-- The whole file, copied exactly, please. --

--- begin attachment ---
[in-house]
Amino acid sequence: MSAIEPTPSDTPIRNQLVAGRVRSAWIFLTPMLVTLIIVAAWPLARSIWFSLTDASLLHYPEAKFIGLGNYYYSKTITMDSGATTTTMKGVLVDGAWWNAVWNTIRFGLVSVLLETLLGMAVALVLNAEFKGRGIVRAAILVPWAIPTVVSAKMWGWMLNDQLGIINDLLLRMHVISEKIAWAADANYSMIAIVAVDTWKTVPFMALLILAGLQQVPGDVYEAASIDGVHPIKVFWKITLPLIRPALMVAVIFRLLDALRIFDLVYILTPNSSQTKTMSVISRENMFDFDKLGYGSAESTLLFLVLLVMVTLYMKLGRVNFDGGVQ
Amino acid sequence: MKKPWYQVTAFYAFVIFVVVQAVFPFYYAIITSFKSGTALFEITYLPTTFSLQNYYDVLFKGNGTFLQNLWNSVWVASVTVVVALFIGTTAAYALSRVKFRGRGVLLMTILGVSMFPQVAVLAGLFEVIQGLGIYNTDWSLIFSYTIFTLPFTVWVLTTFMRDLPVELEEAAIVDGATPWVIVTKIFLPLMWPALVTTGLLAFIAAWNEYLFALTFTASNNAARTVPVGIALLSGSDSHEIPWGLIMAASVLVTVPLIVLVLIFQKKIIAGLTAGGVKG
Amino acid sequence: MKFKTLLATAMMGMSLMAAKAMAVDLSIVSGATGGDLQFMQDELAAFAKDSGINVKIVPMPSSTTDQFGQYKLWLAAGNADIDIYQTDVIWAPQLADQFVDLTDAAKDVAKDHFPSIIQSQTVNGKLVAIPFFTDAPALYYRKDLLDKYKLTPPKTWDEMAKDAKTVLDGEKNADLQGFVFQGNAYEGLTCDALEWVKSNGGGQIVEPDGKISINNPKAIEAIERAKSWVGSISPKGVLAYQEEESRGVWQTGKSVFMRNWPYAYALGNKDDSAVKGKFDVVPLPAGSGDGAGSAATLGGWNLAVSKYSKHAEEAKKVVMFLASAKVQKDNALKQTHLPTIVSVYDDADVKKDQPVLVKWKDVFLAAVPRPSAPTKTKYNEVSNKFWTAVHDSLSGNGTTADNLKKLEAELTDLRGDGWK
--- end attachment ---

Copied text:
[in-house]
Amino acid sequence: MSAIEPTPSDTPIRNQLVAGRVRSAWIFLTPMLVTLIIVAAWPLARSIWFSLTDASLLHYPEAKFIGLGNYYYSKTITMDSGATTTTMKGVLVDGAWWNAVWNTIRFGLVSVLLETLLGMAVALVLNAEFKGRGIVRAAILVPWAIPTVVSAKMWGWMLNDQLGIINDLLLRMHVISEKIAWAADANYSMIAIVAVDTWKTVPFMALLILAGLQQVPGDVYEAASIDGVHPIKVFWKITLPLIRPALMVAVIFRLLDALRIFDLVYILTPNSSQTKTMSVISRENMFDFDKLGYGSAESTLLFLVLLVMVTLYMKLGRVNFDGGVQ
Amino acid sequence: MKKPWYQVTAFYAFVIFVVVQAVFPFYYAIITSFKSGTALFEITYLPTTFSLQNYYDVLFKGNGTFLQNLWNSVWVASVTVVVALFIGTTAAYALSRVKFRGRGVLLMTILGVSMFPQVAVLAGLFEVIQGLGIYNTDWSLIFSYTIFTLPFTVWVLTTFMRDLPVELEEAAIVDGATPWVIVTKIFLPLMWPALVTTGLLAFIAAWNEYLFALTFTASNNAARTVPVGIALLSGSDSHEIPWGLIMAASVLVTVPLIVLVLIFQKKIIAGLTAGGVKG
Amino acid sequence: MKFKTLLATAMMGMSLMAAKAMAVDLSIVSGATGGDLQFMQDELAAFAKDSGINVKIVPMPSSTTDQFGQYKLWLAAGNADIDIYQTDVIWAPQLADQFVDLTDAAKDVAKDHFPSIIQSQTVNGKLVAIPFFTDAPALYYRKDLLDKYKLTPPKTWDEMAKDAKTVLDGEKNADLQGFVFQGNAYEGLTCDALEWVKSNGGGQIVEPDGKISINNPKAIEAIERAKSWVGSISPKGVLAYQEEESRGVWQTGKSVFMRNWPYAYALGNKDDSAVKGKFDVVPLPAGSGDGAGSAATLGGWNLAVSKYSKHAEEAKKVVMFLASAKVQKDNALKQTHLPTIVSVYDDADVKKDQPVLVKWKDVFLAAVPRPSAPTKTKYNEVSNKFWTAVHDSLSGNGTTADNLKKLEAELTDLRGDGWK